My impressions trim to this: vast talent strained against overkill. “Family Guy” cartoonist Seth McFarlane leaps to mind. Both are boundlessly creative. Minute intricacy of settings is astounding. Vocabulary is elevated, with thought-stirring eloquence even in a bizarre concert of words denoting squalor. I grant three stars because the portions in which Clive excels, are staggeringly original. Both men amount to visionaries but topple the tower of cards with grotesque missteps. I was outraged wh My impressions trim to this: vast talent strained against overkill. “Family Guy” cartoonist Seth McFarlane leaps to mind. Both are boundlessly creative. Minute intricacy of settings is astounding. Vocabulary is elevated, with thought-stirring eloquence even in a bizarre concert of words denoting squalor. I grant three stars because the portions in which Clive excels, are staggeringly original. Both men amount to visionaries but topple the tower of cards with grotesque missteps. I was outraged when Clive incorporated - not serving the crux of this story in any way - violation of a child! Not sidelined but described! This would merit a zero grading, if I didn’t credit the skill elsewhere. That went too far, Clive. Crafting a quintupled realm, how to move between them, sociology spurring them, are impressively achieved. Clive reinvented fantasy fiction, when new combinations are scarcely imaginable. It is commonly medieval but Clive presents modern Earth. There’s no travel and few alien traces, until 60% through. Droppers of books that aren’t instantly active, would miss the best attributes. I noticed employment of “he said”; when “he ASKED” should succeed the interrogative. Lovemaking in literature is fine and advocacy of pleasure heedless of gender. Ceaseless fixation on nakedness confiscated too many pages, making the revolutionary quest and compelling mystical dynamics secondary. There was excess overall, such as scenes allocated to trivial characters, even unwarranted imagery of peeing. The rule “drop 10% in a final draft”, would tighten this novel by 41 pages fewer. Settling on the three protagonists - Judith, John, Pie - is slow. There were personages I preferred to them who vanished! However, I’m keen to read part two. I want to learn the pasts Judith and John forgot, if Goddesses overthrow the warring males, and if Earth forges a thoroughfare to the other four dominions.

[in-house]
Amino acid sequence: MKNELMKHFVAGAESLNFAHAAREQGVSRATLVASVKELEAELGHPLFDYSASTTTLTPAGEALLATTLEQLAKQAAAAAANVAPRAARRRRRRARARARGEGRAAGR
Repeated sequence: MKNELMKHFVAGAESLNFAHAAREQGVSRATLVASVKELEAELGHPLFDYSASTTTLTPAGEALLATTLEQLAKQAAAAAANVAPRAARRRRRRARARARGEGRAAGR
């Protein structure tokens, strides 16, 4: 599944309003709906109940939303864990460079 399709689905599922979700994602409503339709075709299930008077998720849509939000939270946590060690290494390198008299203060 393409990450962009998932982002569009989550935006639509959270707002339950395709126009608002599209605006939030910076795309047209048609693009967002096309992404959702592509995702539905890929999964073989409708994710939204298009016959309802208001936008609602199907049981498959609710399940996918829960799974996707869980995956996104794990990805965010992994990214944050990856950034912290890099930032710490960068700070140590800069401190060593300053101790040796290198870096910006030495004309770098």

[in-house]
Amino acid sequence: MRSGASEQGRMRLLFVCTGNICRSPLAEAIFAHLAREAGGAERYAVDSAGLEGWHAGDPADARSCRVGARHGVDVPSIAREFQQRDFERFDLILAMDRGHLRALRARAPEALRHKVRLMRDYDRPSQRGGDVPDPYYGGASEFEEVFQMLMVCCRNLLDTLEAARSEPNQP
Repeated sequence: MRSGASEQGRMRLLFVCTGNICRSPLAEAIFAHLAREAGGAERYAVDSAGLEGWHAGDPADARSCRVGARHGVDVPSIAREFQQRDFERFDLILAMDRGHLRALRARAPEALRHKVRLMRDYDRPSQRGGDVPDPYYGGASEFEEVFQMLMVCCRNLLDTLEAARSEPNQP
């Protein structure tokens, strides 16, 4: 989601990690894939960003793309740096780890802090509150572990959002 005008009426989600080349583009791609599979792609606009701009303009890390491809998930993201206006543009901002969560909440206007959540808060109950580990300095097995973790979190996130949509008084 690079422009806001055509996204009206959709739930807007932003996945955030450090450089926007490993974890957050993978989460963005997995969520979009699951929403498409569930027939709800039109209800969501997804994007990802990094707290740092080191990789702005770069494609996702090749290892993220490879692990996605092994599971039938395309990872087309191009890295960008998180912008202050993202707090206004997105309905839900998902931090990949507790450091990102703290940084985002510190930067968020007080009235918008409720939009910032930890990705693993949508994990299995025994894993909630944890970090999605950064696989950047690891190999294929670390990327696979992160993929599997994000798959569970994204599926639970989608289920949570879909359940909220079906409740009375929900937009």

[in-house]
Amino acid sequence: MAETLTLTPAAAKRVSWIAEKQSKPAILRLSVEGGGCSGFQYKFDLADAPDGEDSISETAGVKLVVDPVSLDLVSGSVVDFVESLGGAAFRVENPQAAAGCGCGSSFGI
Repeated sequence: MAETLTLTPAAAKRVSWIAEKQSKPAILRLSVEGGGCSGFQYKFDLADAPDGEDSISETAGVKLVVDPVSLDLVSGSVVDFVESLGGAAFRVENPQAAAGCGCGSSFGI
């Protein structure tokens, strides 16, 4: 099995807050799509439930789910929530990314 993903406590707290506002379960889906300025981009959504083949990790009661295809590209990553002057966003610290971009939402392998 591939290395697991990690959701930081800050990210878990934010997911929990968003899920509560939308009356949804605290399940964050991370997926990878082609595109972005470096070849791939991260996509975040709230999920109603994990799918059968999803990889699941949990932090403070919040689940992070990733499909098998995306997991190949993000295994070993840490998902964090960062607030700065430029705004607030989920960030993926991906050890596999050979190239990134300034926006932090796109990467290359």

4. 4 out of 5

    Mike

    3 stars - I liked it. I loved it. BUT, somethings annoyed, enough to drop the rating to 3. The writing is VERY long winded. Every sentence that is written is done painstakingly so. And I'm not exaggerating when I say every sentence. If I read "In the fullness of time" one more time... well, I will have lost some precious seconds, that could have been recovered by simply saying, "eventually", or "all the time". That's just one example that has stuck out to me as it's one that gets repeated a few 3 stars - I liked it. I loved it. BUT, somethings annoyed, enough to drop the rating to 3. The writing is VERY long winded. Every sentence that is written is done painstakingly so. And I'm not exaggerating when I say every sentence. If I read "In the fullness of time" one more time... well, I will have lost some precious seconds, that could have been recovered by simply saying, "eventually", or "all the time". That's just one example that has stuck out to me as it's one that gets repeated a few times in the fullness of these pages. The descriptions are great, you just need to get through Barker's verbosity to enjoy them. And I have, and I did enjoy most all of whats on these pages, it just takes a long time to travel a little ways. Looking forward to part 2 of this, as I've begun to get used to the writing style, hopefully this second half will go by a bit quicker.

  5. 4 out of 5

    Brianne

    It took me a while to get into it because I had trouble making sense of it. The plot is very complex, yet fascinating. And I've come to learn from reading Clive Barker's books... When you're confused, just go with the flow and keep reading, and it will make sense eventually. This book is a prime example of that. The environment he created is absolutely enormous. I'm glad there's a glossary in the back or I would be lost. It took me a while to get into it because I had trouble making sense of it. The plot is very complex, yet fascinating. And I've come to learn from reading Clive Barker's books... When you're confused, just go with the flow and keep reading, and it will make sense eventually. This book is a prime example of that. The environment he created is absolutely enormous. I'm glad there's a glossary in the back or I would be lost.

  6. 5 out of 5

    Kristen